While it wasn’t the only reason we broke up, I mostly blamed my weight for the split. I was so depressed I could barely leave the house, but I put on a happy face for everyone else and soldiered on. I was so angry with myself for getting to that point and had nothing but pure hatred and contempt for my lack of self-discipline.
After being divorced for a year, I went on the crashiest of crash diets and got down to nearly my high school weight. I got tons of compliments and started getting attention from men. It was great. They didn’t need to know I was essentially starving myself, only eating 500 calories a day. I started partying my ass off, had a great time. But…
Was I really happy? I was finally thinner, so wasn’t I supposed to be gleeful as shit like those people holding up giant pants in the weight loss commercials? All that old self-hate, it wasn’t gone. It had just shifted to other problem areas: “You’re still not skinny, and no diet will ever make you pretty.” “You’re still alone.” “That guy is never gonna call you back. You’re too weird.” “You’re gonna be a broke-ass cat lady all your life.” How could I ever win?
Then I met my current husband. I fell in love with him and his kids, and we got married fairly quickly. I had my daughter. The birth of this kid was the single biggest catalyst in my life. After having her, the volume got turned way down on all the other shit that used to take up space in my head. Being fat didn’t matter all that much anymore. All that mattered was taking care of this little person I’d made and my little family. It made me re-evaluate happiness and what our society tells us about obtaining it. I realized there is no such thing as constant bliss — there’s always going to be problems and bullshit no matter what.
So why did I want to complicate things further by carrying out this nonstop campaign of self-hatred I’d waged in my head all my adult life? I thought about what that kind of attitude would do to my daughter as she observed me. Did I want to plague her with this “never good enough” bullshit? She was already going to get it from literally everywhere else, and I didn’t want to participate in it too. So I quit.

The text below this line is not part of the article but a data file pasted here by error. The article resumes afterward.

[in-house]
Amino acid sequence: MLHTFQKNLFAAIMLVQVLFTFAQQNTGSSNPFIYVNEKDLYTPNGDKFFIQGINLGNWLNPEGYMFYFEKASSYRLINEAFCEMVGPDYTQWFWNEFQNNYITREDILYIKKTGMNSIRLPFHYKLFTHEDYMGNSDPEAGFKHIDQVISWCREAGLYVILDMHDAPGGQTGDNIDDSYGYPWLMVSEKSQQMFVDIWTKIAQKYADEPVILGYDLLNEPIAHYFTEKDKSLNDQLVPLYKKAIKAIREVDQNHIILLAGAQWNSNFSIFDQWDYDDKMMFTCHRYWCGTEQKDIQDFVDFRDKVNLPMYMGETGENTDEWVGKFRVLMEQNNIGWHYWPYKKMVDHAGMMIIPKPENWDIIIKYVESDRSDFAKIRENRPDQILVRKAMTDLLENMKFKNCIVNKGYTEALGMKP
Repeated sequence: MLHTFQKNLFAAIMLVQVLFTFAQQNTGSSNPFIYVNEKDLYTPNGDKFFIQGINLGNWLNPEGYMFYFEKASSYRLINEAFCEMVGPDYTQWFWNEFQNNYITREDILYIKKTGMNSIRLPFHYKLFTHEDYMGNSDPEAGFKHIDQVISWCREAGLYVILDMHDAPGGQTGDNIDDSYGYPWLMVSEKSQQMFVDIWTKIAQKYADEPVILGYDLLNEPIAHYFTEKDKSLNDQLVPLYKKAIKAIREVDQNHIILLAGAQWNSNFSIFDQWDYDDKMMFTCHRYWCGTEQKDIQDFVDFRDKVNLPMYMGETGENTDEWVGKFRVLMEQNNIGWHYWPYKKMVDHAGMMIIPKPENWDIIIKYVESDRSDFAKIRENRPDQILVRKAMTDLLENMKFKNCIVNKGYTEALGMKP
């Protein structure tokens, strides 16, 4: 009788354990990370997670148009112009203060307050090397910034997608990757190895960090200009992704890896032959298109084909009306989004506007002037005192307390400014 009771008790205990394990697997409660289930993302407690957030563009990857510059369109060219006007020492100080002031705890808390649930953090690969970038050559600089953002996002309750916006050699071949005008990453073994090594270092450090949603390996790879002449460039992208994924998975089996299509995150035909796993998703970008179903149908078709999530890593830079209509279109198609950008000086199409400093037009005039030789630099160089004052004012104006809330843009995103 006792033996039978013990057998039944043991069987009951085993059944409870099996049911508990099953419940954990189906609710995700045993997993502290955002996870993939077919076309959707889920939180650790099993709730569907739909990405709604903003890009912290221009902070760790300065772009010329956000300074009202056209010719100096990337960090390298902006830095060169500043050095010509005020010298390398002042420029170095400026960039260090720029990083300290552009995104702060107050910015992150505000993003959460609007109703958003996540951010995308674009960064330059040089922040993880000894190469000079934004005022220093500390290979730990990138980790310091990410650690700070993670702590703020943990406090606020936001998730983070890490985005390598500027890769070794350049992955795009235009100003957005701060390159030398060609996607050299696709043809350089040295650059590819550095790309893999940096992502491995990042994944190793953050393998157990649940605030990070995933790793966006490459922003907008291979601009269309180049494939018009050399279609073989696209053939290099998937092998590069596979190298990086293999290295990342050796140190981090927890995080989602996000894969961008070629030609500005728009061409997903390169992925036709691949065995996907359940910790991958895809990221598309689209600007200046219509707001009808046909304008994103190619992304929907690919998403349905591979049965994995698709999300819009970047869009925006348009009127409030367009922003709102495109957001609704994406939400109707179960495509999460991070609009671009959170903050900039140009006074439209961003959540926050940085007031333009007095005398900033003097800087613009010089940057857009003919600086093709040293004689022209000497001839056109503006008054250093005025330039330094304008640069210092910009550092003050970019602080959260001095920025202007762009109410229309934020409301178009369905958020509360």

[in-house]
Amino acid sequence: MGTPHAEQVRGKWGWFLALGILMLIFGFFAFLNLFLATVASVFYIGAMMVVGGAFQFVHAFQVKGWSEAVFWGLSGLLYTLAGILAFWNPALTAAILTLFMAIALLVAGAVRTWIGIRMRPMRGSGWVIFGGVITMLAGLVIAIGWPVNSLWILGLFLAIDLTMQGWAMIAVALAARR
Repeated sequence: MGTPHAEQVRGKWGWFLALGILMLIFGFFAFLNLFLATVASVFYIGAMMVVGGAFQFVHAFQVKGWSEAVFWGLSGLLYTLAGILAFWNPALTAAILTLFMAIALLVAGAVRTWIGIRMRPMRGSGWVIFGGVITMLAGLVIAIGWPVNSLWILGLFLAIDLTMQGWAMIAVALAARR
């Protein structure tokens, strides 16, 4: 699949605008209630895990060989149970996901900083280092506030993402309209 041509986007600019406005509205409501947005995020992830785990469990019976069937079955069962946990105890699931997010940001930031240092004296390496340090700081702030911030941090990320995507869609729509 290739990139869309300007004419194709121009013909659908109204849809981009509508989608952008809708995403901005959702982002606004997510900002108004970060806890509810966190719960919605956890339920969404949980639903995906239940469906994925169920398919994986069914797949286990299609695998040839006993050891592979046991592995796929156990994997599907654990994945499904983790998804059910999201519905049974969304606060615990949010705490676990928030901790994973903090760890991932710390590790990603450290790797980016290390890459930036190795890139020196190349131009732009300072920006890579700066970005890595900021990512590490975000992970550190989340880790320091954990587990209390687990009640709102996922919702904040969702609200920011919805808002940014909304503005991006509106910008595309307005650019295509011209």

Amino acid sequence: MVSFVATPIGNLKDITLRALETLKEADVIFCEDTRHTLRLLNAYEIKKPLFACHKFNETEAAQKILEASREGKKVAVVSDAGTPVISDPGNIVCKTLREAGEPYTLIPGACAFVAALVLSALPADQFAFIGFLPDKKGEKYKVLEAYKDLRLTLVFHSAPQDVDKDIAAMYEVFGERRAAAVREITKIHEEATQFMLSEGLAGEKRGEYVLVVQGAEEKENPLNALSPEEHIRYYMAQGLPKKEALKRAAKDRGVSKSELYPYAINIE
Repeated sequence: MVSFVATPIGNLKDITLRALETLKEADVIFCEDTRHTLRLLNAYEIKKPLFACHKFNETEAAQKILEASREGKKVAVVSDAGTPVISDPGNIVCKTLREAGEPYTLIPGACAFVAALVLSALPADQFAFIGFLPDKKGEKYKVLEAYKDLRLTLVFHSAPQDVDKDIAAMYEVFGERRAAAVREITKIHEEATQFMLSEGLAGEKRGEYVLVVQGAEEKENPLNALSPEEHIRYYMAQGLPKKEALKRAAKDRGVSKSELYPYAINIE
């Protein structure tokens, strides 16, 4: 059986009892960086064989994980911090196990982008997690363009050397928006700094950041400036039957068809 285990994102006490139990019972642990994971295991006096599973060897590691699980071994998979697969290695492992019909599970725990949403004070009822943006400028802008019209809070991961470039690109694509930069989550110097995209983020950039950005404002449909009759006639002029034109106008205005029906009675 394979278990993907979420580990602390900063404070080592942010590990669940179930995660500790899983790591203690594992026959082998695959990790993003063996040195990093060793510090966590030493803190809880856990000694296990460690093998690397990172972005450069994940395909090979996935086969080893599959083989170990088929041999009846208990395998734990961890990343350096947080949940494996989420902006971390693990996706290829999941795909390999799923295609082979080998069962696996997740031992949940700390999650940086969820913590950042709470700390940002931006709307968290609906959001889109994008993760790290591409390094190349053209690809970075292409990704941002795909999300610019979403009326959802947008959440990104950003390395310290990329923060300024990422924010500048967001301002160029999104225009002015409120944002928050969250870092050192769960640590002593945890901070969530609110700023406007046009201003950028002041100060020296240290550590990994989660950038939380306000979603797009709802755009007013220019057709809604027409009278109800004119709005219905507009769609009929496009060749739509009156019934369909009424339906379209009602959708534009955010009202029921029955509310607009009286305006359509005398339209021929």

I quit worrying about diets and finding time to squeeze in exercise somewhere. Quit worrying about my stupid jeans size. Quit worrying what people think of me. Quit feeling guilty about eating. Quit equating whether or not I was a good person with my size. Quit thinking that fat was the worst possible thing I could be.
Did the self-hate completely go away? No, of course not. Am I 100% happy? Again, of course not. But now I realize that no one is, no matter how they look. I got over myself, got out of my own head, and started appreciating all the good stuff there is in life that’s still there no matter what the scale says. Does this mean I’ll never try again to lose weight? No, I might want to some day. But right now, that battle is just not on my to-do list.
I know there are plenty of people who think I’m lazy and undisciplined. They think I’m driving their health care costs up since I’m so “unhealthy” (I’d like to compare doctor’s visits in the past year with these people; I bet I’ve been there less than they have). They think I’m a drain on society. There was a time when I would’ve agreed with them. But now? Now I just hope the sight of my fat ass out and about pisses them off so hard it wrecks their stupid little day. And then I can laugh and eat my cheeseburger.